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"!Today"? - Permission granted

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  • "!Today"? - Permission granted

    I always smile when I see posts from people who have a "!Today" or "!On Deck" or similar context and who go on to say that they don't think it fits in with GTD.

    I think you are very wrong for the following 2 reasons:-

    1.In Getting Things Done David states that you should start each day by imagining what a great day would be.

    2.The 4th stage of workflow is "Review"

    Surely the most pure GTD approach to these 2 activities is to write down your results?

    Personally I have a "!Do" context list which contains the Next Actions that I have reviewed and decided as the next priority. I try to keep this list bounded by things I can today. I try and review daily and before each review move any incompletes from the "!Do" list back to the appropriate contexts. This way I am not creating a daily "must do" list and I am not setting permanent priorities.

    I also try and include some fun things on each "Do" list ( I have a separate checklist to inspire ideas).

    This may not be in the book but to me it is the most "GTD" type thing that I do!

  • #2
    I view my "!Today" list of Next Actions as my goal for the day -- it will be a great day at work if I can get all of these things accomplished and go home on time.


    • #3
      Hear hear!


      • #4
        I'm fairly convinced that I'm a freak of nature when it comes to how I implement GTD, but I tend to have 1 to do list and everything on it is very narrowly focused on the next 24-48 hours. Everything else is a project.


        • #5
          I just posted about this last week on the discussion "Figuring out Next Actions and Prioirities" - saying the thing that Jac just said - a daily to do list is OK.

          And then a strange coincidence, that same day, I was listening to the GTD Fast CD and - horrors - David was talking about "the daily to do list" and its pitfalls - where is where people probably get the idea that a daily to-do list is anti-GTD.

          I think this is just a question of semantics or the TYPE of daily to do list. There is a big difference between:
          1) Coming to work in the morning and writing down a daily to do list from your psycic RAM without FIRST looking at your calendar and lists.
          2) Doing your "daily review" (looking at calandar and @ context lists) and writing down the results of that thinking: what you 1) must do today and 2) what you'd like to do today.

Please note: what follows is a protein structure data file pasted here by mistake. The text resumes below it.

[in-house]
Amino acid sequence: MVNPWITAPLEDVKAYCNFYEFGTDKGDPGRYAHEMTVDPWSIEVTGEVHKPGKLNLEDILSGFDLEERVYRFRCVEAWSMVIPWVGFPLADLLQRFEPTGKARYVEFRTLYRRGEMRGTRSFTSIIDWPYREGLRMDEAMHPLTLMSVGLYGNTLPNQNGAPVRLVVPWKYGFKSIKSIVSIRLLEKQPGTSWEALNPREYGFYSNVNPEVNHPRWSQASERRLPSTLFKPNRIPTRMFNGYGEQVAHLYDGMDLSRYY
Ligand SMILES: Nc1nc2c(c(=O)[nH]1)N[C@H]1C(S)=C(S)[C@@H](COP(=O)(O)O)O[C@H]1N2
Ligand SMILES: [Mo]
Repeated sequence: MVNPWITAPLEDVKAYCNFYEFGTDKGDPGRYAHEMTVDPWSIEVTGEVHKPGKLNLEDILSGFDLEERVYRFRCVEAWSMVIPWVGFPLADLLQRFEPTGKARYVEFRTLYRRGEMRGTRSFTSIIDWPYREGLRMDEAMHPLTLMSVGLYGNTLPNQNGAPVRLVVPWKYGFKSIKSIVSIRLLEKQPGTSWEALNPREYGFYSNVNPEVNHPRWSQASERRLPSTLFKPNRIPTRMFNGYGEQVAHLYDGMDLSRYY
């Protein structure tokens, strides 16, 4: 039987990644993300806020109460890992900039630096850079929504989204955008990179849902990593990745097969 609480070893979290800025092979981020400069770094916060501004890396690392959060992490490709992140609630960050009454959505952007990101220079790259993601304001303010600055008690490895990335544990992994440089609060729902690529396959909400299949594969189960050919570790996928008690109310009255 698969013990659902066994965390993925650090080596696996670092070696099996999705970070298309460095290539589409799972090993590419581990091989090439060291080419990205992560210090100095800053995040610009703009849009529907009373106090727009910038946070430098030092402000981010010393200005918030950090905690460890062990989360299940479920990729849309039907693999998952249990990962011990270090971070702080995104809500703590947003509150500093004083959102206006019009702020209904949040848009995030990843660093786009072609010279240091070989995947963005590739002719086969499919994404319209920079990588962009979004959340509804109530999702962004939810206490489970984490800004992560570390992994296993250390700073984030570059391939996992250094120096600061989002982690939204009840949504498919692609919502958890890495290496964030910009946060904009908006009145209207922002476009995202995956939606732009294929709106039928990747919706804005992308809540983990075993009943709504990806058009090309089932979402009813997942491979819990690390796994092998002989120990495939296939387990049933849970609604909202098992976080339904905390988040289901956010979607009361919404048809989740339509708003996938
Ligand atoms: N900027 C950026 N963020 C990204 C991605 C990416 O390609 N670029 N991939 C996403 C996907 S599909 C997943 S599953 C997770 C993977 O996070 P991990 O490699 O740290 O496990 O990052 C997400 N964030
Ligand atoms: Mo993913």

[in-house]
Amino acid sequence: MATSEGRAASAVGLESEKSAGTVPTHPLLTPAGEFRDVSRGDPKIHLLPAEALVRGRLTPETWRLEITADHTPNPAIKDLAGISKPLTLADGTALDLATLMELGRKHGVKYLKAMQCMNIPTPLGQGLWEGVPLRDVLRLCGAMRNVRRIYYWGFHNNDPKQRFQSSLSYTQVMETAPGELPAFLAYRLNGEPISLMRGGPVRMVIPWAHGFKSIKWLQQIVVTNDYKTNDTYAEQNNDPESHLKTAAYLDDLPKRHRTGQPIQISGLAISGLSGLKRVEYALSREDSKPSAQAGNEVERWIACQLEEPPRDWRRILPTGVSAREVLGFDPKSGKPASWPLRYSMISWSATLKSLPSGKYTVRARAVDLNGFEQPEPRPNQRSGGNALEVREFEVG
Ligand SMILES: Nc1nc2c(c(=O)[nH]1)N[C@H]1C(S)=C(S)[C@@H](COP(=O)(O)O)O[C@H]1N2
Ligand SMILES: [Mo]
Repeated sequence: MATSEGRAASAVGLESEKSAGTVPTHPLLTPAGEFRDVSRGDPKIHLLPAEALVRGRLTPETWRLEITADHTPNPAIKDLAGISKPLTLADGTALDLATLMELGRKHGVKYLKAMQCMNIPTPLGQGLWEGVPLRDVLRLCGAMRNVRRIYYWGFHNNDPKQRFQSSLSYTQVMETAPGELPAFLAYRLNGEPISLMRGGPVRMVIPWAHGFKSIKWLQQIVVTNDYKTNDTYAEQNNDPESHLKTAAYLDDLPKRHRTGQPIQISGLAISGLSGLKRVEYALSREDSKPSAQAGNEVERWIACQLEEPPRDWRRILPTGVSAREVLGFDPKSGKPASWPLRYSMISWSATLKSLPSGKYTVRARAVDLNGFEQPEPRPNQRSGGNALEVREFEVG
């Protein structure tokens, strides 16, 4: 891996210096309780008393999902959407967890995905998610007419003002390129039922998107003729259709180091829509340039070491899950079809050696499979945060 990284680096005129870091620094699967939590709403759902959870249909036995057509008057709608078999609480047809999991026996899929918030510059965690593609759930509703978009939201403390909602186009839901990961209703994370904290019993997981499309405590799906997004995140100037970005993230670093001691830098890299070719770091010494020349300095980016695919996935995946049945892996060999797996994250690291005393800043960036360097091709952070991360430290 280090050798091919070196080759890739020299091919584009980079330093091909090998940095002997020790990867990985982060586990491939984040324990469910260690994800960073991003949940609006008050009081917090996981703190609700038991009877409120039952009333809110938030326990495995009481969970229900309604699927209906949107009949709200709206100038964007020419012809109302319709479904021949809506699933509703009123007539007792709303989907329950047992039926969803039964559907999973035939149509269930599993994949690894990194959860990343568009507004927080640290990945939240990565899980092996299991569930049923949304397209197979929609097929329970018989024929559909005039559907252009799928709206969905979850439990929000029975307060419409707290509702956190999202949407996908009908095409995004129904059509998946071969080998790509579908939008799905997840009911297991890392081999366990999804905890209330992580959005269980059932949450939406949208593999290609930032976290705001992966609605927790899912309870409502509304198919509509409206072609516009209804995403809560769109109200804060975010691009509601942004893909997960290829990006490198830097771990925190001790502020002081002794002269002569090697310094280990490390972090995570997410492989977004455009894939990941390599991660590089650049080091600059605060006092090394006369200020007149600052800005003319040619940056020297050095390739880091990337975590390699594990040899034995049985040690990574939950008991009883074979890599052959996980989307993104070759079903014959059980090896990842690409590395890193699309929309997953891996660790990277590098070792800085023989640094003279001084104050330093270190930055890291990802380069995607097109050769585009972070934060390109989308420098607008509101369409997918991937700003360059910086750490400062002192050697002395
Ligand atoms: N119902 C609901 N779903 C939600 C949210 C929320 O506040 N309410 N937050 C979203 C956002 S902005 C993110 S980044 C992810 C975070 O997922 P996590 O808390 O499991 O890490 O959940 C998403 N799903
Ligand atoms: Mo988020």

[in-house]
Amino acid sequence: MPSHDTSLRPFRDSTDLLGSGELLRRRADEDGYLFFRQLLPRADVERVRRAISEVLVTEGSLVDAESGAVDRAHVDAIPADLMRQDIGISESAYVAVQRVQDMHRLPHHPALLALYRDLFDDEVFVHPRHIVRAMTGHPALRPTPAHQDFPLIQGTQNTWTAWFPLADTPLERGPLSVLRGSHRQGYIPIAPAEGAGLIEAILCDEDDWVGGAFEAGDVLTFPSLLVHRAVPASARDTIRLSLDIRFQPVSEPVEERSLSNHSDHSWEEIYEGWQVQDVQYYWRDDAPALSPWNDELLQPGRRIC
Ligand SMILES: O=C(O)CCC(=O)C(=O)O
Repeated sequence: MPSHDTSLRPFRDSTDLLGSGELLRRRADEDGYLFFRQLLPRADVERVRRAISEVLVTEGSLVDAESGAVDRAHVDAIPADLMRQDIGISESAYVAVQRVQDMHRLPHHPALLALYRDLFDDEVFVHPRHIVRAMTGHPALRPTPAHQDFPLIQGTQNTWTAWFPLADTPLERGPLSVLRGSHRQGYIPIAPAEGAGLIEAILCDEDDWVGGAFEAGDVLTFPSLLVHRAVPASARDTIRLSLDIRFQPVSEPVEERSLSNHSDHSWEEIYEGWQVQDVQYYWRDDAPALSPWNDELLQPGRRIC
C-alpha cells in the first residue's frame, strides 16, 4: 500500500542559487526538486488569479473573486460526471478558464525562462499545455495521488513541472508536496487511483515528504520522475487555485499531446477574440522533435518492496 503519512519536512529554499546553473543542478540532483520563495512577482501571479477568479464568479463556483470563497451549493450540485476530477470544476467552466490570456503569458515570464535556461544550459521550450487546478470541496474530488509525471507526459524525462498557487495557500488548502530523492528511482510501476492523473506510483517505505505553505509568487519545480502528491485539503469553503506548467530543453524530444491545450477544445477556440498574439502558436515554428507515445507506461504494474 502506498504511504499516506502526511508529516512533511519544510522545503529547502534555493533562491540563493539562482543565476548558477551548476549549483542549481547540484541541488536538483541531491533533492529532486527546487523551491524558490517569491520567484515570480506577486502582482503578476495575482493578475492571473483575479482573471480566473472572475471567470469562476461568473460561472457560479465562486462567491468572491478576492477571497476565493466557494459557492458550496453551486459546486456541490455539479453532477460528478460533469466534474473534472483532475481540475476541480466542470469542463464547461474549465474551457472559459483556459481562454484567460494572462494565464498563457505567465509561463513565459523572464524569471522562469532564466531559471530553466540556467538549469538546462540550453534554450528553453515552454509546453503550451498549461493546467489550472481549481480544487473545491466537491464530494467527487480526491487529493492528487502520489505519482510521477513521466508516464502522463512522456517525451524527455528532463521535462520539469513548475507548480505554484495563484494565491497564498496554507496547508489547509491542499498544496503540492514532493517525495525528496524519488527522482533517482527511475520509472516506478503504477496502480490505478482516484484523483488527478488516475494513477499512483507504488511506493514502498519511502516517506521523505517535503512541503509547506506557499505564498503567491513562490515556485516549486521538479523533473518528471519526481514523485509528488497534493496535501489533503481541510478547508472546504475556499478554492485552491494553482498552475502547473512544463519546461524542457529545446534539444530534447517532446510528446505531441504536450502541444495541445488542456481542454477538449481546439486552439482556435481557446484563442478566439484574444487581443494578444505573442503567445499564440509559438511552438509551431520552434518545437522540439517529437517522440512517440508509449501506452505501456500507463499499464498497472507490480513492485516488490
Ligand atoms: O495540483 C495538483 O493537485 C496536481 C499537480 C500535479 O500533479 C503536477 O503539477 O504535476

With scenario one, you'll get yourself in trouble because you are not trusting your lists and not thinking through the step process (context, time, energy, priority). With scenario one, you are saving yourself having to rethink your daily review everytime you finish a task.

          To me, the heart and soul of GTD is not having to think the same thought twice unless you don't want to. For me the @1today, keeps me from having to "rethink" the daily review. So, to me, this is very much in keeping with GTD. The trick is to start fresh daily and not bypass looking at your @context lists as much as you need to.

          Again - semantics. Maybe if a person called @dailyreviewresults instead of @1today, they could get around the issue.

          As far as the things that won't blow up if I don't do it that day go, I'm able to view my 1today list as flexible and negotiable. If 3:00 hits, I've finished all I HAVE to do, I'm totally exhausted and everything left on my list is high-energy, I just go look at my regular NA lists and find something I can do more effectively. I don't stress over it. Some days are like that - but the 1today list gives me something to shoot for.

          On a related note, on the CD, David said something that I think is important when planning out your time (scheduling appointments, doing your daily review) is not not plan your day to more than 60% capacity because about 40% of a typical person's day is dealing with stuff that gets thrown at them that they weren't anticipating. So if you only want to work 8 hours today and meetings, must-do tasks and processing your inbox (assuming you do it daily) are going to take more than 5 hours, you are probably in trouble. That ratio I'm sure varies from person to person, but is a good thing to keep in mind.